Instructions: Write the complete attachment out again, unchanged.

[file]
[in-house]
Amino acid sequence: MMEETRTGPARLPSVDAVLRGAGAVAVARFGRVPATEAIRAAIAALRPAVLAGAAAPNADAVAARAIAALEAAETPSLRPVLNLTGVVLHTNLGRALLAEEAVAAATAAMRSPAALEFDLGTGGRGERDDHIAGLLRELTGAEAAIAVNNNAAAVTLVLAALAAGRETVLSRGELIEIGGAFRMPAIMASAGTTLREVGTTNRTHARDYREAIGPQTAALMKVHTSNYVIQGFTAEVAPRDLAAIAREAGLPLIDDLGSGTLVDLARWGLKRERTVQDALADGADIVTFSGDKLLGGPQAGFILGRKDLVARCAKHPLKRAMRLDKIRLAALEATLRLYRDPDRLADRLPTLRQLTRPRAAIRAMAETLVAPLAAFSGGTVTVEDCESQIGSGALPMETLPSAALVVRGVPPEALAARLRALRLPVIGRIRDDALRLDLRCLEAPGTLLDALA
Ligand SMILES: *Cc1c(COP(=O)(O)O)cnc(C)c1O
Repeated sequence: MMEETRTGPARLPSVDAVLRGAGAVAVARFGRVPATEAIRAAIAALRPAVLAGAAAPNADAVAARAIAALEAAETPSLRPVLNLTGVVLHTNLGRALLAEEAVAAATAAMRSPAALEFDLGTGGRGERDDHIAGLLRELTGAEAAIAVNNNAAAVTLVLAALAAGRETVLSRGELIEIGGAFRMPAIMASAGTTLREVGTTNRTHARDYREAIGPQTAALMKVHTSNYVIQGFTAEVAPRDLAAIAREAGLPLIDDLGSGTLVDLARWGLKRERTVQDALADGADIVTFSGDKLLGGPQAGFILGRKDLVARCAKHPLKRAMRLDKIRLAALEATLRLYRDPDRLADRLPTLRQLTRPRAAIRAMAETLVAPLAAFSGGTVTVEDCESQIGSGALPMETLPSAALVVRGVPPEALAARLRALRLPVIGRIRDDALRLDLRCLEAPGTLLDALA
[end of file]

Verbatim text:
[in-house]
Amino acid sequence: MMEETRTGPARLPSVDAVLRGAGAVAVARFGRVPATEAIRAAIAALRPAVLAGAAAPNADAVAARAIAALEAAETPSLRPVLNLTGVVLHTNLGRALLAEEAVAAATAAMRSPAALEFDLGTGGRGERDDHIAGLLRELTGAEAAIAVNNNAAAVTLVLAALAAGRETVLSRGELIEIGGAFRMPAIMASAGTTLREVGTTNRTHARDYREAIGPQTAALMKVHTSNYVIQGFTAEVAPRDLAAIAREAGLPLIDDLGSGTLVDLARWGLKRERTVQDALADGADIVTFSGDKLLGGPQAGFILGRKDLVARCAKHPLKRAMRLDKIRLAALEATLRLYRDPDRLADRLPTLRQLTRPRAAIRAMAETLVAPLAAFSGGTVTVEDCESQIGSGALPMETLPSAALVVRGVPPEALAARLRALRLPVIGRIRDDALRLDLRCLEAPGTLLDALA
Ligand SMILES: *Cc1c(COP(=O)(O)O)cnc(C)c1O
Repeated sequence: MMEETRTGPARLPSVDAVLRGAGAVAVARFGRVPATEAIRAAIAALRPAVLAGAAAPNADAVAARAIAALEAAETPSLRPVLNLTGVVLHTNLGRALLAEEAVAAATAAMRSPAALEFDLGTGGRGERDDHIAGLLRELTGAEAAIAVNNNAAAVTLVLAALAAGRETVLSRGELIEIGGAFRMPAIMASAGTTLREVGTTNRTHARDYREAIGPQTAALMKVHTSNYVIQGFTAEVAPRDLAAIAREAGLPLIDDLGSGTLVDLARWGLKRERTVQDALADGADIVTFSGDKLLGGPQAGFILGRKDLVARCAKHPLKRAMRLDKIRLAALEATLRLYRDPDRLADRLPTLRQLTRPRAAIRAMAETLVAPLAAFSGGTVTVEDCESQIGSGALPMETLPSAALVVRGVPPEALAARLRALRLPVIGRIRDDALRLDLRCLEAPGTLLDALA